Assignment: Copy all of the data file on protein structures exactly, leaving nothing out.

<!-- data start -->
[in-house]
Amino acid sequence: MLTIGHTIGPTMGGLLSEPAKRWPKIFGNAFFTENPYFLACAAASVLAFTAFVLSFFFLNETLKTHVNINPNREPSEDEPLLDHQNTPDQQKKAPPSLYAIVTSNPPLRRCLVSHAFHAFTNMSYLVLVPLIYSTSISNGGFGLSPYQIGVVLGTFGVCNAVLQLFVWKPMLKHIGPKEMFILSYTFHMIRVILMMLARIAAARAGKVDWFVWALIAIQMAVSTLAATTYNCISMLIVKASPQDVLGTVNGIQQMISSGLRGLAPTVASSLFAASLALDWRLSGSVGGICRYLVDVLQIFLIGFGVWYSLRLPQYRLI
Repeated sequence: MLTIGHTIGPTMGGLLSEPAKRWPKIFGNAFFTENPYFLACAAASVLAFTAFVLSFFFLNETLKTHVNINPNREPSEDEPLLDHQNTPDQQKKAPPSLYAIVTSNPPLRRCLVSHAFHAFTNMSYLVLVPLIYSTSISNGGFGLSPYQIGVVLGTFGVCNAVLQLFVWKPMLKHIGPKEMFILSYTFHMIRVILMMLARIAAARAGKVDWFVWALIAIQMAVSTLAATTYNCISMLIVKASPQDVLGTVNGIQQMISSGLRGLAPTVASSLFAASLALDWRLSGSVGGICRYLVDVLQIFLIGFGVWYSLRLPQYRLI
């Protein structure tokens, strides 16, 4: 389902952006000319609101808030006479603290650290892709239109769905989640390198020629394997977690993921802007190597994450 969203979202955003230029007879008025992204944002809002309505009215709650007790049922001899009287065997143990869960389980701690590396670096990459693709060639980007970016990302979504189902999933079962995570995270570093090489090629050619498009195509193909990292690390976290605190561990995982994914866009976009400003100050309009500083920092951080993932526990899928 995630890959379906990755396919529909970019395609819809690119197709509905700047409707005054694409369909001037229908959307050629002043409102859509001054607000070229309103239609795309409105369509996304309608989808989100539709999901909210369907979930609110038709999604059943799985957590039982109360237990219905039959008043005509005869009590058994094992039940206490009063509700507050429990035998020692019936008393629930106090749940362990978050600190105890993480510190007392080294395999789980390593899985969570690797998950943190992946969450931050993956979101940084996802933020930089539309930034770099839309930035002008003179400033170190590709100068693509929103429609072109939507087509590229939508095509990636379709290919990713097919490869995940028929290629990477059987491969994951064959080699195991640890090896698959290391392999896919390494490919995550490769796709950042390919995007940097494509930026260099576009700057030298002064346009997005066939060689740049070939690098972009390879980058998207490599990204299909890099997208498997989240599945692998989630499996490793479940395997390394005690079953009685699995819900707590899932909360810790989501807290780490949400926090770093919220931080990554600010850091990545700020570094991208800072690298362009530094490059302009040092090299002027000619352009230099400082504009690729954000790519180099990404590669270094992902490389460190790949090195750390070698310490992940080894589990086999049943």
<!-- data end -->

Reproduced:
[in-house]
Amino acid sequence: MLTIGHTIGPTMGGLLSEPAKRWPKIFGNAFFTENPYFLACAAASVLAFTAFVLSFFFLNETLKTHVNINPNREPSEDEPLLDHQNTPDQQKKAPPSLYAIVTSNPPLRRCLVSHAFHAFTNMSYLVLVPLIYSTSISNGGFGLSPYQIGVVLGTFGVCNAVLQLFVWKPMLKHIGPKEMFILSYTFHMIRVILMMLARIAAARAGKVDWFVWALIAIQMAVSTLAATTYNCISMLIVKASPQDVLGTVNGIQQMISSGLRGLAPTVASSLFAASLALDWRLSGSVGGICRYLVDVLQIFLIGFGVWYSLRLPQYRLI
Repeated sequence: MLTIGHTIGPTMGGLLSEPAKRWPKIFGNAFFTENPYFLACAAASVLAFTAFVLSFFFLNETLKTHVNINPNREPSEDEPLLDHQNTPDQQKKAPPSLYAIVTSNPPLRRCLVSHAFHAFTNMSYLVLVPLIYSTSISNGGFGLSPYQIGVVLGTFGVCNAVLQLFVWKPMLKHIGPKEMFILSYTFHMIRVILMMLARIAAARAGKVDWFVWALIAIQMAVSTLAATTYNCISMLIVKASPQDVLGTVNGIQQMISSGLRGLAPTVASSLFAASLALDWRLSGSVGGICRYLVDVLQIFLIGFGVWYSLRLPQYRLI
């Protein structure tokens, strides 16, 4: 389902952006000319609101808030006479603290650290892709239109769905989640390198020629394997977690993921802007190597994450 969203979202955003230029007879008025992204944002809002309505009215709650007790049922001899009287065997143990869960389980701690590396670096990459693709060639980007970016990302979504189902999933079962995570995270570093090489090629050619498009195509193909990292690390976290605190561990995982994914866009976009400003100050309009500083920092951080993932526990899928 995630890959379906990755396919529909970019395609819809690119197709509905700047409707005054694409369909001037229908959307050629002043409102859509001054607000070229309103239609795309409105369509996304309608989808989100539709999901909210369907979930609110038709999604059943799985957590039982109360237990219905039959008043005509005869009590058994094992039940206490009063509700507050429990035998020692019936008393629930106090749940362990978050600190105890993480510190007392080294395999789980390593899985969570690797998950943190992946969450931050993956979101940084996802933020930089539309930034770099839309930035002008003179400033170190590709100068693509929103429609072109939507087509590229939508095509990636379709290919990713097919490869995940028929290629990477059987491969994951064959080699195991640890090896698959290391392999896919390494490919995550490769796709950042390919995007940097494509930026260099576009700057030298002064346009997005066939060689740049070939690098972009390879980058998207490599990204299909890099997208498997989240599945692998989630499996490793479940395997390394005690079953009685699995819900707590899932909360810790989501807290780490949400926090770093919220931080990554600010850091990545700020570094991208800072690298362009530094490059302009040092090299002027000619352009230099400082504009690729954000790519180099990404590669270094992902490389460190790949090195750390070698310490992940080894589990086999049943």